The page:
NASHVILLE — Kyle Busch toted his championship trophy all over Nashville for photo opportunities. He opened his celebratory week with an appearance on WWE's “Raw," then joined industry heavyweights for a NASCAR-themed night at the Grand Ole Opry.
There are burnouts on Broadway and a Wednesday night party with country music star Blake Shelton where fans were camped outside Ole Red for the “Bash on Broadway” and a glimpse of NASCAR's stars or super fan Shelton.
NASCAR this year shifted its season-ending awards celebration to Nashville after 10 years in Las Vegas in a move designed to reconnect with core fans and pump some life back into the traditional party. The event was a New York City spectacular at the old Waldorf-Astoria until the 2009 decision to go west, but that annual week-long romp had become a chore.
“Vegas, it was so fun out there the first few years, and then it just lost its lustre a little bit," said Clint Bowyer, who thinks Nashville “just felt right" for the two-day gathering that includes autograph sessions, driver appearances, meetings, news conferences, cocktail parties, Thursday night's ceremony and an after-party headlined by rapper Nelly.
There is also work to be done as drivers emerged from a two-week slumber following the Nov. 17 season finale where Busch beat Joe Gibbs Racing teammates Denny Hamlin, Martin Truex Jr., and Kevin Harvick of Stewart-Haas Racing to win his second championship.
Hamlin is fresh off shoulder surgery, frustrated the rehabilitation has left the avid athlete unable to play basketball or golf. The one thing Hamlin isn't bothered about? The bizarre pit call crew chief Chris Gabehart made at Homestead that cost Hamlin a shot at a title.
Gabehart went for an aggressive aerodynamic call and it backfired when a piece of duct tape caused Hamlin's car to overheat. Hamlin recently spoke to Gabehart and the crew chief was puzzled why his driver wasn't asking about the gaffe.
“I just have succumbed to whatever he's doing, he's doing for a reason and I am sure he had a reason,” Hamlin said Wednesday. “I can't go back. If I know more, maybe it just makes me feel crappy for a day. I don't care. I can't go back and fix it, and he can't go back and fix it.”
Kyle Larson opened his off-season with three wins in three sprint car races, and will soon be the top free agent in NASCAR.
Larson is entering the final year of a contract with Chip Ganassi, but the looming retirement of seven-time champion Jimmie Johnson from Hendrick Motorsports and a potential opening at Stewart-Haas has moved Larson to the top of the list of coveted drivers. Hendrick wasn't such a fan of Kasey Kahne's extracurricular sprint car races when Kahne drove there, but Stewart-Haas is part-owned by sprint car lover Tony Stewart.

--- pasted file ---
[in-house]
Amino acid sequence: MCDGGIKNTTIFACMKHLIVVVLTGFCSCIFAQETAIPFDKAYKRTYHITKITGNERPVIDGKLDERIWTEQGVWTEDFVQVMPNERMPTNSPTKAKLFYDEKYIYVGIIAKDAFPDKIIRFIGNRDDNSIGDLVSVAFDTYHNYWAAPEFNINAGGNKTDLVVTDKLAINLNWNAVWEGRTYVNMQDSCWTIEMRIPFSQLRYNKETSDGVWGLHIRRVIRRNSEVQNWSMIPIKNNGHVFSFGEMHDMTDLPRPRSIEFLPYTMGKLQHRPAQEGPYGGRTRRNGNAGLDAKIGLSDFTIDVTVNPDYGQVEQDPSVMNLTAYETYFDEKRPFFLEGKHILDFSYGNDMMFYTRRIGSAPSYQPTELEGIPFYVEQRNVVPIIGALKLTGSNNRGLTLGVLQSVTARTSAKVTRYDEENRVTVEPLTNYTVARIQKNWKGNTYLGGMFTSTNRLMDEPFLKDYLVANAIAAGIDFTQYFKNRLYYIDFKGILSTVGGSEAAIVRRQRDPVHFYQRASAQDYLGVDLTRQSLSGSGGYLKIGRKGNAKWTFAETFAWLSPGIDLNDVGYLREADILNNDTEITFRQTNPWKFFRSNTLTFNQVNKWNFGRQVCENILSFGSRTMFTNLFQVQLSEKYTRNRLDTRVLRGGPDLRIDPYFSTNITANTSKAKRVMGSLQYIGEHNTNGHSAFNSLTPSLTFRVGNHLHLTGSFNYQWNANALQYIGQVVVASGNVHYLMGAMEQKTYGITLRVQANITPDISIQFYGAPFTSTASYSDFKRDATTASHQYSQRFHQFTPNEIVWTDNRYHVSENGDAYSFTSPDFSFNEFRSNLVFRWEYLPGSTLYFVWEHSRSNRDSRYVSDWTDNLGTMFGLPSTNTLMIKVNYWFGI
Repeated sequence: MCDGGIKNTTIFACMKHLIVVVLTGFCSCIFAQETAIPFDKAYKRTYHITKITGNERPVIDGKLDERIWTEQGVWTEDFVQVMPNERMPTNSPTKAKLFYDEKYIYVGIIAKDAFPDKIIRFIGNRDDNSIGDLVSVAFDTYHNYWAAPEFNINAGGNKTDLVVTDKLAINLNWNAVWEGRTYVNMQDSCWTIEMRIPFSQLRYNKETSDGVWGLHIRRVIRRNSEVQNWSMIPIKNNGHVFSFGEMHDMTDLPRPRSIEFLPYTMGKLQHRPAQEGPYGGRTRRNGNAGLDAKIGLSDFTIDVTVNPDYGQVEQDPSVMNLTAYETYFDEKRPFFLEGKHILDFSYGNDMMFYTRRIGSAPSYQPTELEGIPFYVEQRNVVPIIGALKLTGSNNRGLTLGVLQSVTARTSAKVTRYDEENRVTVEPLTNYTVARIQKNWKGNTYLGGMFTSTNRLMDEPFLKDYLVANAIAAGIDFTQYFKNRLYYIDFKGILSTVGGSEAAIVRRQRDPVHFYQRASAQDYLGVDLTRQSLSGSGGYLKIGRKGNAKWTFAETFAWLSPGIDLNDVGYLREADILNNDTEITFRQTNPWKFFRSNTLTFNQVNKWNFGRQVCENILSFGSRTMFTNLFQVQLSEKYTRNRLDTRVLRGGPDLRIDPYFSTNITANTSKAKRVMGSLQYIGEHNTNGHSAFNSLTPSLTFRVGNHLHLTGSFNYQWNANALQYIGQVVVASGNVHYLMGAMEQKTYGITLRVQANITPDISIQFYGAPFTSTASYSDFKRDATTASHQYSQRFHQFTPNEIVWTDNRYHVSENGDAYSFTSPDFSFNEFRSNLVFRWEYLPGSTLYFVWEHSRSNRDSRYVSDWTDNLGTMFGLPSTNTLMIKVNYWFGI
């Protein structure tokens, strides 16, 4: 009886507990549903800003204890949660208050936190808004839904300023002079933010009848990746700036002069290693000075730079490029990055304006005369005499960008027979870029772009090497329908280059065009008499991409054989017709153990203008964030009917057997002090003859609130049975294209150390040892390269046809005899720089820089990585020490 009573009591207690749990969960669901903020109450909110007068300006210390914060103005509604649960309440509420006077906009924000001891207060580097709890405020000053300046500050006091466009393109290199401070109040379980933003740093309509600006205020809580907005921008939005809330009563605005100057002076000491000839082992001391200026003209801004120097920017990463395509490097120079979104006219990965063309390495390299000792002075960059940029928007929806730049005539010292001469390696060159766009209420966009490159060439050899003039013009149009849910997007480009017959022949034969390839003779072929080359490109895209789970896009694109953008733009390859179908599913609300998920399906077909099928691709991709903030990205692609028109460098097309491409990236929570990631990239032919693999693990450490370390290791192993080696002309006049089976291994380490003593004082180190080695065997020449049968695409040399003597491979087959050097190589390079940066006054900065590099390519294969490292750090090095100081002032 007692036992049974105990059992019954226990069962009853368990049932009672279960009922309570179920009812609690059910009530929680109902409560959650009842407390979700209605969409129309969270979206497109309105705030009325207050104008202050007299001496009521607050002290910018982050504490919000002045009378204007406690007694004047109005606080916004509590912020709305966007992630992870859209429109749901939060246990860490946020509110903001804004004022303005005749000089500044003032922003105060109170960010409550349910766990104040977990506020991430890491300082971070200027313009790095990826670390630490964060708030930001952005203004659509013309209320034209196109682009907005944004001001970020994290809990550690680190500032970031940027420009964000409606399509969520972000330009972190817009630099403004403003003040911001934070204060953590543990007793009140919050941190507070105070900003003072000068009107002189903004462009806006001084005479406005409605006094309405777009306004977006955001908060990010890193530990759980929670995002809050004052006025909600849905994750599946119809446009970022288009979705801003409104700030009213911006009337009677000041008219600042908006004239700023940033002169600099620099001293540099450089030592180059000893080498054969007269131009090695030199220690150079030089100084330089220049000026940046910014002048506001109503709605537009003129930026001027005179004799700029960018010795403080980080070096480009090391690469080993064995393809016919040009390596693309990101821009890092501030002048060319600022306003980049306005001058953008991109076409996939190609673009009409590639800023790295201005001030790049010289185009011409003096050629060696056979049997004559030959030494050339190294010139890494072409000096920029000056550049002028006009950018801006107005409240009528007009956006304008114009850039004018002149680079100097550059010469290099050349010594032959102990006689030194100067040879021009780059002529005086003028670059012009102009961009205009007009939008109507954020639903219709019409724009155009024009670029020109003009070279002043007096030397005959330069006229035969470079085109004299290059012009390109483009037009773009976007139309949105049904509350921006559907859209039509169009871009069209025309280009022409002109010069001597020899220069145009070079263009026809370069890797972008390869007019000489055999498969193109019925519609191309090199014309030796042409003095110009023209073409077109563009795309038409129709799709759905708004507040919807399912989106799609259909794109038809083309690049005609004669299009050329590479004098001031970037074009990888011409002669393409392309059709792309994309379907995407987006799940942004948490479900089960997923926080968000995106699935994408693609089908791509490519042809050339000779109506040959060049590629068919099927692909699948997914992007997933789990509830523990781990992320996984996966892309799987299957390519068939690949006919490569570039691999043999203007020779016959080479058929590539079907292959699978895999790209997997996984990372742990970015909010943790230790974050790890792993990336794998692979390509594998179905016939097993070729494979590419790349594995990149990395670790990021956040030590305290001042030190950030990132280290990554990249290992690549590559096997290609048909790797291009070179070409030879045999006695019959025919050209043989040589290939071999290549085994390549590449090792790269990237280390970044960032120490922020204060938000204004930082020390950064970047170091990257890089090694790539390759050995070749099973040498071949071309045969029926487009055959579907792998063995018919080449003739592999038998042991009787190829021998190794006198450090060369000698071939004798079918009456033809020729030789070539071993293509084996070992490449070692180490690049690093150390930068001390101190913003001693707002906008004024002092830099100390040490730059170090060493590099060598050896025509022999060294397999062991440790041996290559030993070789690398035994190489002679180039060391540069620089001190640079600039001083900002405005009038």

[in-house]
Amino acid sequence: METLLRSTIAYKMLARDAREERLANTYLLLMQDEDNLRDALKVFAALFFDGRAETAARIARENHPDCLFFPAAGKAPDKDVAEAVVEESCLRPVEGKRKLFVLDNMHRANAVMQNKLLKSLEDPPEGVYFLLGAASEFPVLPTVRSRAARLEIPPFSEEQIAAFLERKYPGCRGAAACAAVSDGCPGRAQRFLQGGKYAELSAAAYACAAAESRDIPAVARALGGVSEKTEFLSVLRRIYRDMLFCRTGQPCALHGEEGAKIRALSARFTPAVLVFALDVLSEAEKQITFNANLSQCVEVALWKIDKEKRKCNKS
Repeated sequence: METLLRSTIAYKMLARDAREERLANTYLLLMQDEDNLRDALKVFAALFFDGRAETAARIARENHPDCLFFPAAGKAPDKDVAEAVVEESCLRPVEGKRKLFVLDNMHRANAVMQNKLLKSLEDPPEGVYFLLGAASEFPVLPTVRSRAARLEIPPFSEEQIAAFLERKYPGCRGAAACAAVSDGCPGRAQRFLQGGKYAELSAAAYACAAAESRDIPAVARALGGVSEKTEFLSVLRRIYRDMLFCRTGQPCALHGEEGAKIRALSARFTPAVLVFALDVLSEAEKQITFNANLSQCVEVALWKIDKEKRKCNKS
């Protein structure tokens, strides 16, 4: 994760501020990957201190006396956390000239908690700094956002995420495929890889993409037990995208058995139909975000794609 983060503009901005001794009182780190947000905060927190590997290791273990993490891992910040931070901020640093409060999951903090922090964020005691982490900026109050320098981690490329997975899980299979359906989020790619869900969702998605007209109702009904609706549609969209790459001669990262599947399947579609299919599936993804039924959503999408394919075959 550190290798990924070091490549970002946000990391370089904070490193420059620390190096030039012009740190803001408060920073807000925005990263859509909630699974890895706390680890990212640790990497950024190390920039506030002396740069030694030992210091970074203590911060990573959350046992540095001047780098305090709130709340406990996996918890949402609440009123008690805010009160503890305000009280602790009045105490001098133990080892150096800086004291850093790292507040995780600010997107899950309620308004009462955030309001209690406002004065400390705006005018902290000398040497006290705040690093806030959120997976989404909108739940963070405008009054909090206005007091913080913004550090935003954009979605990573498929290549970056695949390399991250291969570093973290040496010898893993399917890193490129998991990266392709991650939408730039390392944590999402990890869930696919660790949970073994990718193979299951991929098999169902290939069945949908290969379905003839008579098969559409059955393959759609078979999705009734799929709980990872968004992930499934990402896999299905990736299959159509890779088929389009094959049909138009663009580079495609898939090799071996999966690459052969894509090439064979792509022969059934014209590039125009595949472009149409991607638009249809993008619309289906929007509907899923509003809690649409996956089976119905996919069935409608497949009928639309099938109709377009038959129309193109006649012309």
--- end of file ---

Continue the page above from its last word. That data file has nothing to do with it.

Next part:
Larson knows he has a big decision ahead of him.
“I enjoy what I am doing with Chip and I am a free agent at the end of next year, so I guess I am excited about that, just to hear what people have to say, but if I do end up with Chip I will be perfectly happy with that,” Larson said. “Wherever I end up, that's going to be a priority for me, still being able to race quite a bit on dirt tracks, and I think teams understand that."
Bowyer and Aric Almirola opened the day with an announcement from Stewart-Haas on a crew chief swap for next year, while Brad Keselowski remained in North Carolina with his family following the birth of his second daughter.
MUSIC CITY MEMORIES
NASCAR had a jam-packed itinerary as the series catered to a loyal fanbase hungry for a return of big league racing. The Cup Series ran 42 times at the old Fairgrounds from 1958 through 1984, and the lower-level Xfinity and Truck Series last raced there in 2000.
Nashville Superspeedway held Xfinity and Truck events until 2011. NASCAR also used to host an annual “Sound and Speed” event that mixed its stars and country artists at events around Nashville until 2010.
Bowyer was an active participant in the “Sound and Speed” festivals and believed this year's awards ceremony is very similar. But he was hoping to take it up a notch at the burnout show by getting Shelton in the car with him to scare his speed-fearing friend.
“People don't realize how big of a NASCAR fan he is, and was with his father, and that's no bull crap,” Bowyer said. “He listens to the radio, the scanner, he's a full-blown NASCAR fan.”
More AP auto racing: https://apnews.com/apf-AutoRacing and https://twitter.com/AP_Sports